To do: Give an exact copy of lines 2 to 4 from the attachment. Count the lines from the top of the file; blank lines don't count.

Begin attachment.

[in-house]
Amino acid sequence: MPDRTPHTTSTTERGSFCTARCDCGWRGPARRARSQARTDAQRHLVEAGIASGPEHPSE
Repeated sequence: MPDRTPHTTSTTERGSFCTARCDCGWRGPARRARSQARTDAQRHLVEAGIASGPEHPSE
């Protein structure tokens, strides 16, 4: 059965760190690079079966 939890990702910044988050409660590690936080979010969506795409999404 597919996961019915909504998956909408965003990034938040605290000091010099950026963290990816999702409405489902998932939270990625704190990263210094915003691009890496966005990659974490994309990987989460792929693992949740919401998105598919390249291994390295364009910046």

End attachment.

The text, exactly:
Amino acid sequence: MPDRTPHTTSTTERGSFCTARCDCGWRGPARRARSQARTDAQRHLVEAGIASGPEHPSE
Repeated sequence: MPDRTPHTTSTTERGSFCTARCDCGWRGPARRARSQARTDAQRHLVEAGIASGPEHPSE
């Protein structure tokens, strides 16, 4: 059965760190690079079966 939890990702910044988050409660590690936080979010969506795409999404 597919996961019915909504998956909408965003990034938040605290000091010099950026963290990816999702409405489902998932939270990625704190990263210094915003691009890496966005990659974490994309990987989460792929693992949740919401998105598919390249291994390295364009910046």